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Today, as most people celebrate the Independence of our country, we think of the men and women who not only established our government but enabled it, prodded it, and compelled it—to live up to its ideals. On July 4, 1776, many Americans were not free; many did not have the right to vote or to own property or to be educated. Many did not have the right to “life, liberty, and the pursuit of happiness.” We have still not lived up to the democratic ideals that the Founding Fathers put on paper. Currently, nearly half the states have enacted or intend to enact laws making it more difficult to vote, which is an attack on the fundamental promise of democracy: one man or woman, one vote.
We have only recently learned how fragile our democracy is. On January 6, 2021, a large mob stormed the U.S. Capitol in an effort to prevent the certification of the Presidential election of 2020. According to the U.S. Constitution, this ritual of certifying the results of the election is ceremonial; it is not an occasion to overturn the election results. The electoral votes from the states had been counted and certified. In some states they were recounted. The Trump campaign filed scores of lawsuits to overturn the outcome based on claims of fraud, but every such lawsuit was dismissed for lack of evidence, including two appeals to the U.S. Supreme Court, even though it is dominated 6-3 by conservative Justices. Federal judges appointed by Trump, including three on the High Court, threw out his legal appeals
Despite the resounding defeat of Donald Trump in both the electoral college and the popular vote, Trump insisted that the election had been stolen from him. It came to be known as The Big Lie, repeated on a nearly daily basis.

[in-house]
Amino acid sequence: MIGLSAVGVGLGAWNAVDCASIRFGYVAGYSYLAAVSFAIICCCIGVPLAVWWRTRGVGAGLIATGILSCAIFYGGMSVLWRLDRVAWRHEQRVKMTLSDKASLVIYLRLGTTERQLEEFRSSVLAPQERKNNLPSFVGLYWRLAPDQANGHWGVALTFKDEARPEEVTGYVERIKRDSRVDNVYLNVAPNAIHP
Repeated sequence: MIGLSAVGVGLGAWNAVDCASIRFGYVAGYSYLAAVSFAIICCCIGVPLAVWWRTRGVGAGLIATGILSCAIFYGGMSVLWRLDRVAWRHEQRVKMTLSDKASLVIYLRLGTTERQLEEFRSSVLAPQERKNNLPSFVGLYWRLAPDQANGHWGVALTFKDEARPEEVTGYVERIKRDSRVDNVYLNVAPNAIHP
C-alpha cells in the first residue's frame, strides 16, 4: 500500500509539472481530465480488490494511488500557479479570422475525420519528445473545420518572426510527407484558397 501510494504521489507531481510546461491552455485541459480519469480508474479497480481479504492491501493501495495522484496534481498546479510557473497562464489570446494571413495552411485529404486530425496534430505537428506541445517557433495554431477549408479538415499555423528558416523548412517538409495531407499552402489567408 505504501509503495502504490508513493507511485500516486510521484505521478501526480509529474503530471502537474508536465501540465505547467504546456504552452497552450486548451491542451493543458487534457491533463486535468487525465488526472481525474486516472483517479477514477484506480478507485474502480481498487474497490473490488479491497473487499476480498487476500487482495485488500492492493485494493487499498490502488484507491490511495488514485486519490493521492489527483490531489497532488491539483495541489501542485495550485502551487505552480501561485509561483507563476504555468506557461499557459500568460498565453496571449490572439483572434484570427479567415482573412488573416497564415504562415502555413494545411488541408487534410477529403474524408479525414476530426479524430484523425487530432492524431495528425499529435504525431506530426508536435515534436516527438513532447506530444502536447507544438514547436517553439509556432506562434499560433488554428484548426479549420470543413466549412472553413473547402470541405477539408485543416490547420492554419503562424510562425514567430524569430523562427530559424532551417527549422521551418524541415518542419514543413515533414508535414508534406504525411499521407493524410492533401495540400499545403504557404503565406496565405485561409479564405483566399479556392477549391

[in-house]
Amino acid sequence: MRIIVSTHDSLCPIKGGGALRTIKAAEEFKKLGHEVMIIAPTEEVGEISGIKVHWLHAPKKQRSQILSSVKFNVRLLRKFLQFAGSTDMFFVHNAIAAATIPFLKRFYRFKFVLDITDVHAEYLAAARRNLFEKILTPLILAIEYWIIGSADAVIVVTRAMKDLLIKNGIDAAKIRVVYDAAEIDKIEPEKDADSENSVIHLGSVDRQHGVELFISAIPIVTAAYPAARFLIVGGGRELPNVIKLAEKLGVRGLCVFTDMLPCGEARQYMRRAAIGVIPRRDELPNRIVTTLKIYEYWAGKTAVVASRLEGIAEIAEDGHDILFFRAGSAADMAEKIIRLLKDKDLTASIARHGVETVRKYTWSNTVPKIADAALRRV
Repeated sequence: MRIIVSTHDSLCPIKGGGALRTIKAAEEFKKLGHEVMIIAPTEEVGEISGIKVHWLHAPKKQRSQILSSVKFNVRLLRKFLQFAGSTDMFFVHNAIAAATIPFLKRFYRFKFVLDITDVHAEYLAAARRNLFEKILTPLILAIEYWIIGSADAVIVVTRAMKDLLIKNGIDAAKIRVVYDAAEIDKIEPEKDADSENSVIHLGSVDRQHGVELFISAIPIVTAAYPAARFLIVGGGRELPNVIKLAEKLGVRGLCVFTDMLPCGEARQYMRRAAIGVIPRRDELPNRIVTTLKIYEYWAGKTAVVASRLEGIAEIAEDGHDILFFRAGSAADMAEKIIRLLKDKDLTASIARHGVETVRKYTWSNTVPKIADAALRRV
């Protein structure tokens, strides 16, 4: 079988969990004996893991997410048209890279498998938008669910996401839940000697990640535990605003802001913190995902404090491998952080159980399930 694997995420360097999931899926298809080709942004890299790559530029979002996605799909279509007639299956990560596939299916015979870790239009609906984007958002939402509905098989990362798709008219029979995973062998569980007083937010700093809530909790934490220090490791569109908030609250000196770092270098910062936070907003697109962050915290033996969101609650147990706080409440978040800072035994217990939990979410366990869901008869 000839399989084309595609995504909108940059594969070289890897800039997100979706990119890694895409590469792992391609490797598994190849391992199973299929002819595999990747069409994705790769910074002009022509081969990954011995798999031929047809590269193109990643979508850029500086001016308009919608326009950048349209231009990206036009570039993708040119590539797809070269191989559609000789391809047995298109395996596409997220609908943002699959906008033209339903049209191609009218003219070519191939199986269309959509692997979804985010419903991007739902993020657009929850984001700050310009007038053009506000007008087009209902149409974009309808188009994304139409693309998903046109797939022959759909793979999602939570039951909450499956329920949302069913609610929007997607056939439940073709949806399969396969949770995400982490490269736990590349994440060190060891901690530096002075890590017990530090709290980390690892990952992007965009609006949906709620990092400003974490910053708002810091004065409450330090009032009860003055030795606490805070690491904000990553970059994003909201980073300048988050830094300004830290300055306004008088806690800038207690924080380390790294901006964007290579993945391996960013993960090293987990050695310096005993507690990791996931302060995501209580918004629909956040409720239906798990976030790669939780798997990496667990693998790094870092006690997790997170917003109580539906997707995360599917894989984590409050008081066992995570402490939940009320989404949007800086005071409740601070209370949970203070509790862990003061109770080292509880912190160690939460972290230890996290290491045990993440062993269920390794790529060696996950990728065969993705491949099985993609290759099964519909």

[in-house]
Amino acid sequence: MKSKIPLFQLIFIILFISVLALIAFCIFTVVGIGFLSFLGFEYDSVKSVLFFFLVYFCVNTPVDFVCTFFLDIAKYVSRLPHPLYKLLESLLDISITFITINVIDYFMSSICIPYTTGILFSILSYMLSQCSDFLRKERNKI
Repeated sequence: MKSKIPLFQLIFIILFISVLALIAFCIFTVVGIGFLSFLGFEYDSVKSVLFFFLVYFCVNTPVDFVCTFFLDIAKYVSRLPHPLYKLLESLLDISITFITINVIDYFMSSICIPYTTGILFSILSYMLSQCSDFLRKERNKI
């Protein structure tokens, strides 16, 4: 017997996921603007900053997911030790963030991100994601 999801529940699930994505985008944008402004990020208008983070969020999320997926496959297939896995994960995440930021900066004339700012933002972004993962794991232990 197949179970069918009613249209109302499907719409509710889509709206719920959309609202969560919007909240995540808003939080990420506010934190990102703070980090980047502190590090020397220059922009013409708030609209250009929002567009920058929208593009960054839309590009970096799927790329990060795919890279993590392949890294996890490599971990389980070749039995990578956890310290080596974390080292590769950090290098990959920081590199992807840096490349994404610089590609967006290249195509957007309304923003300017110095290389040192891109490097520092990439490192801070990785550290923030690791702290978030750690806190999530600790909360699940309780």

As January 6 approached, Trump tweeted to his followers and asked them to come to Washington, D.C. on thay. He promised that “it will be wild.” As you know, he addressed thousands of his supporters that day to march to the Capitol and to “fight like hell.”
January 6 was the most shameful day in American history, the only day in which large numbers of Americans attacked the seat of their own government. They were seditionists, they perpetrated a violent insurrection, overrunning the U.S. Capitol, brutally beating law enforcement officers. It is almost equally shameful that members of Trump’s party, with only a few exceptions, have minimized what happened on that day. One member of Congress said it was akin to a normal tourist visit. Another described the violence as “peaceful protest.” Rep. Liz Cheney was ousted from her leadership role for acknowledging the seriousness of the insurrection. When asked to create an independent commission to analyze what happened that day, Senate Republicans refused to do so.
The forces of authoritarianism are rising, most notably in China, Russia, Brazil, Hungary, and Myanmar. We need to protect our democracy.
To understand what happened on January 6, please watch this video, created by the New York Times from the cameras of police, insurrectionists, and other sources. You may think you have seen it all. You have not. Watch. Then think hard about what you can do to restore our democratic ideals on this July 4.